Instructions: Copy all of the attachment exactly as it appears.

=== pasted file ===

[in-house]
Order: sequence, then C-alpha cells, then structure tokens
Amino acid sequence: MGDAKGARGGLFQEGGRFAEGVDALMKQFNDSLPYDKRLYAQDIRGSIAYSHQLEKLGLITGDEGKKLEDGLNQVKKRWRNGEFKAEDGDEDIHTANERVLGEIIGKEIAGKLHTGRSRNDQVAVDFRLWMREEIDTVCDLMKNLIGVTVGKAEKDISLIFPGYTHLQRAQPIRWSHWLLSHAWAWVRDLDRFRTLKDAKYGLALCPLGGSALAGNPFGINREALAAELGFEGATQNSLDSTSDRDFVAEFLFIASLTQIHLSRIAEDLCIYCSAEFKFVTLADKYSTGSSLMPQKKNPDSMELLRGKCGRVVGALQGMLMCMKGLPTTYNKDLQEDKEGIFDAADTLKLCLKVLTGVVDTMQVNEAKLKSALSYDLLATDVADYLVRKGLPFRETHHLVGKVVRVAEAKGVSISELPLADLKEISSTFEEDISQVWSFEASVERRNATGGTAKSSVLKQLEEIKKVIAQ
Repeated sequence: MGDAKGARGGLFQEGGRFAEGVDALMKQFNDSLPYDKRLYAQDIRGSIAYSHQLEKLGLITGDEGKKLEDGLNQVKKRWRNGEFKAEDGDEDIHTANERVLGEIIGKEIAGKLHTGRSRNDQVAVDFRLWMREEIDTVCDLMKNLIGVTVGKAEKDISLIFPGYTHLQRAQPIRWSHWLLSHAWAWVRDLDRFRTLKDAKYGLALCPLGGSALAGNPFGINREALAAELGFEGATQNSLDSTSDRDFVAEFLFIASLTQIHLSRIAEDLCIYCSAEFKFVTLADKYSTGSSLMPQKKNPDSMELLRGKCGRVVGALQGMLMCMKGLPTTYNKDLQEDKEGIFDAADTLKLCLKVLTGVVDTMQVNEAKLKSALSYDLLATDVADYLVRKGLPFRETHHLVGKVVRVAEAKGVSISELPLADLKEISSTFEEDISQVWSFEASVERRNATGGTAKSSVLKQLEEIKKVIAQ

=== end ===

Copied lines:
[in-house]
Order: sequence, then C-alpha cells, then structure tokens
Amino acid sequence: MGDAKGARGGLFQEGGRFAEGVDALMKQFNDSLPYDKRLYAQDIRGSIAYSHQLEKLGLITGDEGKKLEDGLNQVKKRWRNGEFKAEDGDEDIHTANERVLGEIIGKEIAGKLHTGRSRNDQVAVDFRLWMREEIDTVCDLMKNLIGVTVGKAEKDISLIFPGYTHLQRAQPIRWSHWLLSHAWAWVRDLDRFRTLKDAKYGLALCPLGGSALAGNPFGINREALAAELGFEGATQNSLDSTSDRDFVAEFLFIASLTQIHLSRIAEDLCIYCSAEFKFVTLADKYSTGSSLMPQKKNPDSMELLRGKCGRVVGALQGMLMCMKGLPTTYNKDLQEDKEGIFDAADTLKLCLKVLTGVVDTMQVNEAKLKSALSYDLLATDVADYLVRKGLPFRETHHLVGKVVRVAEAKGVSISELPLADLKEISSTFEEDISQVWSFEASVERRNATGGTAKSSVLKQLEEIKKVIAQ
Repeated sequence: MGDAKGARGGLFQEGGRFAEGVDALMKQFNDSLPYDKRLYAQDIRGSIAYSHQLEKLGLITGDEGKKLEDGLNQVKKRWRNGEFKAEDGDEDIHTANERVLGEIIGKEIAGKLHTGRSRNDQVAVDFRLWMREEIDTVCDLMKNLIGVTVGKAEKDISLIFPGYTHLQRAQPIRWSHWLLSHAWAWVRDLDRFRTLKDAKYGLALCPLGGSALAGNPFGINREALAAELGFEGATQNSLDSTSDRDFVAEFLFIASLTQIHLSRIAEDLCIYCSAEFKFVTLADKYSTGSSLMPQKKNPDSMELLRGKCGRVVGALQGMLMCMKGLPTTYNKDLQEDKEGIFDAADTLKLCLKVLTGVVDTMQVNEAKLKSALSYDLLATDVADYLVRKGLPFRETHHLVGKVVRVAEAKGVSISELPLADLKEISSTFEEDISQVWSFEASVERRNATGGTAKSSVLKQLEEIKKVIAQ